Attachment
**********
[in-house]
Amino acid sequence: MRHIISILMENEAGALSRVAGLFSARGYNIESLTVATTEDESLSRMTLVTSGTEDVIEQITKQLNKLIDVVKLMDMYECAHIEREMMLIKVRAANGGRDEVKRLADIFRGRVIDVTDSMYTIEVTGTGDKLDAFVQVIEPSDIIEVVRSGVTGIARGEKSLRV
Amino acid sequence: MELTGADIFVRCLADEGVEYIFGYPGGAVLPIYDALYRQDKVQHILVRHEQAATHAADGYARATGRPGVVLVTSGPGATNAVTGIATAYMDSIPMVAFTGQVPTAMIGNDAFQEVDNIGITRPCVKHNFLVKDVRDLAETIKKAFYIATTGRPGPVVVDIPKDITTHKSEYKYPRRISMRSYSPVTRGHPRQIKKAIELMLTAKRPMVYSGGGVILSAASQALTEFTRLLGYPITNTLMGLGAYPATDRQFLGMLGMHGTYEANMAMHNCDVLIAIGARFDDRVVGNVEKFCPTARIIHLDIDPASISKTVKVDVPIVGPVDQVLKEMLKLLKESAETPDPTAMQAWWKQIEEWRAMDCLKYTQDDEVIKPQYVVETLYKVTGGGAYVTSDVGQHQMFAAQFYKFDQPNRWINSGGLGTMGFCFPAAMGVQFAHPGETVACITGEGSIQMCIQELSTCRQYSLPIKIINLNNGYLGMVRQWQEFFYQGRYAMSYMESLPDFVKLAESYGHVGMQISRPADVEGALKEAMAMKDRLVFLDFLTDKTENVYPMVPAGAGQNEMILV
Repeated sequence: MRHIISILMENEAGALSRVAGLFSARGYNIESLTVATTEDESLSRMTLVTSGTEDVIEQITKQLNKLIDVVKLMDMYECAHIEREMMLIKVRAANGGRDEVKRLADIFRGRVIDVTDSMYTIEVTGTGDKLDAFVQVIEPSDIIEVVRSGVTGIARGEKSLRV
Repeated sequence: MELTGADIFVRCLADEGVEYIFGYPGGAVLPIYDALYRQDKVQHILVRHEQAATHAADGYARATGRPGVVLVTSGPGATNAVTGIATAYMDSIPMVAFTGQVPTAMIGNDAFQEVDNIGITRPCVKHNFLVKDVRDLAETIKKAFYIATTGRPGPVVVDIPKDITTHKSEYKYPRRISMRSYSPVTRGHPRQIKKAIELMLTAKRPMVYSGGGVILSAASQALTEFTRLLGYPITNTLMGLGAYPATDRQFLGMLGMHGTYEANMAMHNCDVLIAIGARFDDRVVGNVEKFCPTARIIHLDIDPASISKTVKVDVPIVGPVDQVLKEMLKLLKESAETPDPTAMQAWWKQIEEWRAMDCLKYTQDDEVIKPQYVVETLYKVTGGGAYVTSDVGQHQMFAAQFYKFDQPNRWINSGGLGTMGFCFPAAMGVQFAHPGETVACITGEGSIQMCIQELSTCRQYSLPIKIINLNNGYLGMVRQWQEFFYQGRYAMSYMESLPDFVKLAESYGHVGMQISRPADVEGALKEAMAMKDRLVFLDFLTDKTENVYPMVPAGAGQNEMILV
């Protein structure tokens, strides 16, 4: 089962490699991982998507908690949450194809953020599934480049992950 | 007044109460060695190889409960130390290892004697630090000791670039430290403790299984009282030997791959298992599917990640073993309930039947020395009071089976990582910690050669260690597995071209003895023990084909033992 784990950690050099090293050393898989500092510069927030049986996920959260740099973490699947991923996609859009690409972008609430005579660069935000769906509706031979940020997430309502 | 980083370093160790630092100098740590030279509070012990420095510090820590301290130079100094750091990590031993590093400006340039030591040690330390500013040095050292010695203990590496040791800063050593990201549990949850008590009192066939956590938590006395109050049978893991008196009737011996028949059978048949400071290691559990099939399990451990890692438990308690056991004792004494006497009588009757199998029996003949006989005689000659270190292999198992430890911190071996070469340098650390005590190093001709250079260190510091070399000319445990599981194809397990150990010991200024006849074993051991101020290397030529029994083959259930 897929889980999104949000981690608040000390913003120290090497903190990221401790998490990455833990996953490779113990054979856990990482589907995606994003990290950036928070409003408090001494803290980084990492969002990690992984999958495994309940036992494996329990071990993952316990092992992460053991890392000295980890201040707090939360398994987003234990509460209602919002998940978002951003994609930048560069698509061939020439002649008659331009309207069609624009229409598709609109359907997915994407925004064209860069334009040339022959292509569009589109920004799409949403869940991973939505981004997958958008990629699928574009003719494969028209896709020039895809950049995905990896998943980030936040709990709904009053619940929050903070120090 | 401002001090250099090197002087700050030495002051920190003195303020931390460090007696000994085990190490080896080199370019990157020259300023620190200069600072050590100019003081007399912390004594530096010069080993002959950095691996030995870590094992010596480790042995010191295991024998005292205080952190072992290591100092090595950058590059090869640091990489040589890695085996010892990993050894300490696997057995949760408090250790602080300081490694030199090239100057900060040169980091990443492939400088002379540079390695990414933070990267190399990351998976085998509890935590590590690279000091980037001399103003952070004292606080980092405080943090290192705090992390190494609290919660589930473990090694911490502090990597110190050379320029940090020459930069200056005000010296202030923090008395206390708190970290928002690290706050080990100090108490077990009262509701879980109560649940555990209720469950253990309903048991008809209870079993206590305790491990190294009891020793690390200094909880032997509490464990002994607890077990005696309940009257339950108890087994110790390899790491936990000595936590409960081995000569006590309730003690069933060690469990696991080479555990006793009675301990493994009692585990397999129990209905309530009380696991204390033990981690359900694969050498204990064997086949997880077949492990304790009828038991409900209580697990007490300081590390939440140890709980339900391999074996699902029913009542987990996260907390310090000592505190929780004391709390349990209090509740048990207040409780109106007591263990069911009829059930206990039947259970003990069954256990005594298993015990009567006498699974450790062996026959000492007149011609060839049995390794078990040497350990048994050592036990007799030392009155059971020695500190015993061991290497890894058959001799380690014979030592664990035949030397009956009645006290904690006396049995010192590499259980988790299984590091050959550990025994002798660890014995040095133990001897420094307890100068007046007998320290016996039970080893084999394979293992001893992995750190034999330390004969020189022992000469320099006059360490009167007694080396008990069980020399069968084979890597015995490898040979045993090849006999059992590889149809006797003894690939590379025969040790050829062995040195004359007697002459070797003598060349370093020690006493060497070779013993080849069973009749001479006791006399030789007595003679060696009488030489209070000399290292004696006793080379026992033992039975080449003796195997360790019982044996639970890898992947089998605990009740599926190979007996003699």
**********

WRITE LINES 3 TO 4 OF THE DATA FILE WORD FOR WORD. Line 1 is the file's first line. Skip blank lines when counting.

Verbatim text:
Amino acid sequence: MELTGADIFVRCLADEGVEYIFGYPGGAVLPIYDALYRQDKVQHILVRHEQAATHAADGYARATGRPGVVLVTSGPGATNAVTGIATAYMDSIPMVAFTGQVPTAMIGNDAFQEVDNIGITRPCVKHNFLVKDVRDLAETIKKAFYIATTGRPGPVVVDIPKDITTHKSEYKYPRRISMRSYSPVTRGHPRQIKKAIELMLTAKRPMVYSGGGVILSAASQALTEFTRLLGYPITNTLMGLGAYPATDRQFLGMLGMHGTYEANMAMHNCDVLIAIGARFDDRVVGNVEKFCPTARIIHLDIDPASISKTVKVDVPIVGPVDQVLKEMLKLLKESAETPDPTAMQAWWKQIEEWRAMDCLKYTQDDEVIKPQYVVETLYKVTGGGAYVTSDVGQHQMFAAQFYKFDQPNRWINSGGLGTMGFCFPAAMGVQFAHPGETVACITGEGSIQMCIQELSTCRQYSLPIKIINLNNGYLGMVRQWQEFFYQGRYAMSYMESLPDFVKLAESYGHVGMQISRPADVEGALKEAMAMKDRLVFLDFLTDKTENVYPMVPAGAGQNEMILV
Repeated sequence: MRHIISILMENEAGALSRVAGLFSARGYNIESLTVATTEDESLSRMTLVTSGTEDVIEQITKQLNKLIDVVKLMDMYECAHIEREMMLIKVRAANGGRDEVKRLADIFRGRVIDVTDSMYTIEVTGTGDKLDAFVQVIEPSDIIEVVRSGVTGIARGEKSLRV